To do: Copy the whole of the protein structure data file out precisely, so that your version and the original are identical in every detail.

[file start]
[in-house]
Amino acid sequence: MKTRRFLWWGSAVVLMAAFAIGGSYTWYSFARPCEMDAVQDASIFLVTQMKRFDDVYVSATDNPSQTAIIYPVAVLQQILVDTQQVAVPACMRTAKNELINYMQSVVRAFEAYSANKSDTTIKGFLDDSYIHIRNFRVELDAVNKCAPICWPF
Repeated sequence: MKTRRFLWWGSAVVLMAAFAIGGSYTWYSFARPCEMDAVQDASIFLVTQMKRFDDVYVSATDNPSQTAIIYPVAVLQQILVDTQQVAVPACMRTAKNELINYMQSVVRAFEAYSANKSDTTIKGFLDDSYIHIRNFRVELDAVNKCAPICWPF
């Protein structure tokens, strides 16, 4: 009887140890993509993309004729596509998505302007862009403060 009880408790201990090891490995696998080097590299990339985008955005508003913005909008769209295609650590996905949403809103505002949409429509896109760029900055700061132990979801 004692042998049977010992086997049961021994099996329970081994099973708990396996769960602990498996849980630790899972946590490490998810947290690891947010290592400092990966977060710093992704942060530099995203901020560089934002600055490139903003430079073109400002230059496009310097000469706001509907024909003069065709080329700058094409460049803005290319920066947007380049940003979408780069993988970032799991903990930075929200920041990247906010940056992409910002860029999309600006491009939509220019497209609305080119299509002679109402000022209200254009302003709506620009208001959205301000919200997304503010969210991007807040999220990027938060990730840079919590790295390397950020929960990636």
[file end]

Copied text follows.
[in-house]
Amino acid sequence: MKTRRFLWWGSAVVLMAAFAIGGSYTWYSFARPCEMDAVQDASIFLVTQMKRFDDVYVSATDNPSQTAIIYPVAVLQQILVDTQQVAVPACMRTAKNELINYMQSVVRAFEAYSANKSDTTIKGFLDDSYIHIRNFRVELDAVNKCAPICWPF
Repeated sequence: MKTRRFLWWGSAVVLMAAFAIGGSYTWYSFARPCEMDAVQDASIFLVTQMKRFDDVYVSATDNPSQTAIIYPVAVLQQILVDTQQVAVPACMRTAKNELINYMQSVVRAFEAYSANKSDTTIKGFLDDSYIHIRNFRVELDAVNKCAPICWPF
């Protein structure tokens, strides 16, 4: 009887140890993509993309004729596509998505302007862009403060 009880408790201990090891490995696998080097590299990339985008955005508003913005909008769209295609650590996905949403809103505002949409429509896109760029900055700061132990979801 004692042998049977010992086997049961021994099996329970081994099973708990396996769960602990498996849980630790899972946590490490998810947290690891947010290592400092990966977060710093992704942060530099995203901020560089934002600055490139903003430079073109400002230059496009310097000469706001509907024909003069065709080329700058094409460049803005290319920066947007380049940003979408780069993988970032799991903990930075929200920041990247906010940056992409910002860029999309600006491009939509220019497209609305080119299509002679109402000022209200254009302003709506620009208001959205301000919200997304503010969210991007807040999220990027938060990730840079919590790295390397950020929960990636």